BOISE -- Researchers say recent snowfall didn't do much to impact southern Idaho's water outlook.
"We need several weeks of that wet weather to continue," said Ron Abramovich.
Time is running out for storms to bring enough snowpack to fill area rivers and reservoirs this year.
Forecasts show the rest of January will be mostly dry.
"What we need is precipitation that's 150% of normal between now and April 1," said Ron Abramovich, NRCS water supply specialist.
That translates to 140 inches of snowfall across the Boise basin. Without more precipitation, there will be a wide range of impacts.
If you like whitewater rafting, hydrologists recommend planning ahead because whatever snow we do get could melt quickly.
"And so there's still going to be a rafting season, but if we don't get the snow its going to be short and a short duration so be ready to go when the snow starts melting," added Abramovich.
Wildfire managers are also preparing for tough conditions. Burn scars in the mountains from last summer's wildfires pose a risk.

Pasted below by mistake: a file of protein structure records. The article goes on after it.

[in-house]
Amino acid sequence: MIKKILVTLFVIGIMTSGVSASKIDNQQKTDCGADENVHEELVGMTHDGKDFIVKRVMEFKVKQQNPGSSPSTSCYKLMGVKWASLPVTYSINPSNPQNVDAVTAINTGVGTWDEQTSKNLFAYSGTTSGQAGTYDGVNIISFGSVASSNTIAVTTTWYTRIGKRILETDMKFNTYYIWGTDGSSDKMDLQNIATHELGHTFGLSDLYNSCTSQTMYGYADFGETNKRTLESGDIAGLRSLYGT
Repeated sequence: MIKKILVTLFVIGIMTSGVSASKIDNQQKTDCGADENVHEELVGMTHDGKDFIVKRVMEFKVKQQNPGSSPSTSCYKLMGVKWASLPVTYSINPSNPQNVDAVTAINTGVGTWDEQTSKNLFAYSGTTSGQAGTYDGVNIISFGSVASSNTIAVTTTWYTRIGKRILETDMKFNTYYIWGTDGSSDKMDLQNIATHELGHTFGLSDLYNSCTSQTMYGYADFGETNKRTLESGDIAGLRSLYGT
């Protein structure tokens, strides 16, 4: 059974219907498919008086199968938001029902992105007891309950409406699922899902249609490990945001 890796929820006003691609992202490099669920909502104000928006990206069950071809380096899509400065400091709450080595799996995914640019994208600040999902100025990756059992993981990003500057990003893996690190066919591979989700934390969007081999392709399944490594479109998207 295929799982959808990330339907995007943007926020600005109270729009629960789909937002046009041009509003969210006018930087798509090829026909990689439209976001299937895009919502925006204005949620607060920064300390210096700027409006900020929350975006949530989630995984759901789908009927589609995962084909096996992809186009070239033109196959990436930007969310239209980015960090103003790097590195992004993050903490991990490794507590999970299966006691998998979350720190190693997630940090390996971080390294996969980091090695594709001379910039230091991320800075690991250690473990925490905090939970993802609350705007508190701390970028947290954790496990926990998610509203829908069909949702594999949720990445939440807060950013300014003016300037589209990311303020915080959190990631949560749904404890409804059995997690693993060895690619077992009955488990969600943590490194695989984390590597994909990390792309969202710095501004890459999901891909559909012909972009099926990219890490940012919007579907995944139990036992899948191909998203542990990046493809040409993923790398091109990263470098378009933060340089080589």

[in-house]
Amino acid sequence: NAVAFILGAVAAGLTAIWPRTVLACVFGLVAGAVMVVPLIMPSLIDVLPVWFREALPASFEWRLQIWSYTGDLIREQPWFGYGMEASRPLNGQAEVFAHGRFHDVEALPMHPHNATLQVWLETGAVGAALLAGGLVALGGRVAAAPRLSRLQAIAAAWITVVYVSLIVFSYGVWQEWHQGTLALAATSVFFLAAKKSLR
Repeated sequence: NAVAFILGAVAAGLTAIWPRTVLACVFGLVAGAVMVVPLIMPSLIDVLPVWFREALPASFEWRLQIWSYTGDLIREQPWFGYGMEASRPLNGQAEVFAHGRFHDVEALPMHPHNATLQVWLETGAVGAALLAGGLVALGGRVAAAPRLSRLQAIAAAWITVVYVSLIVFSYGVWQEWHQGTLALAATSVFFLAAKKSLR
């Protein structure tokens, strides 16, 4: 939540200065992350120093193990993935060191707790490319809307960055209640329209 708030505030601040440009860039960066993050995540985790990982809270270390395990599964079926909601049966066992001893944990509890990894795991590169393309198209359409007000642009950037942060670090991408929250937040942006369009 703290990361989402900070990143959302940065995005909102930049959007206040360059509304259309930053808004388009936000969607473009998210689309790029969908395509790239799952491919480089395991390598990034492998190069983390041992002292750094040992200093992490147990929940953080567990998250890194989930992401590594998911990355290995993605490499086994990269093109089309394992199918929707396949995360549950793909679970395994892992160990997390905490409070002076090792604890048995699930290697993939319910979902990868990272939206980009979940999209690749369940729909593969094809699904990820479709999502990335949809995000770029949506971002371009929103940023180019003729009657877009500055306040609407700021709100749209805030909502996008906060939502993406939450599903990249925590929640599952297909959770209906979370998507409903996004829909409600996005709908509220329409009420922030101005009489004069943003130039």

"There's no vegetation up on the hills right now or very minimal," said Abramovich. "If we have a rapid warmup or rapid melt or rain on snow event we could see some of the mud flows again like we saw in September."
Hydrologists say if the snow Idaho does get melts quickly come April, it will mean more dry fuel for wildfires too.
"Chances of getting the precipitation in the summer time are very slim because you know it's very dry here," said Abramovich.
Experts say there's still time for mother nature to turn on the spigot. They'll continue monitoring Idaho's basins and mountain ranges to see what this water season will hold.
You can check NRCS snow reports from around the state by clicking here.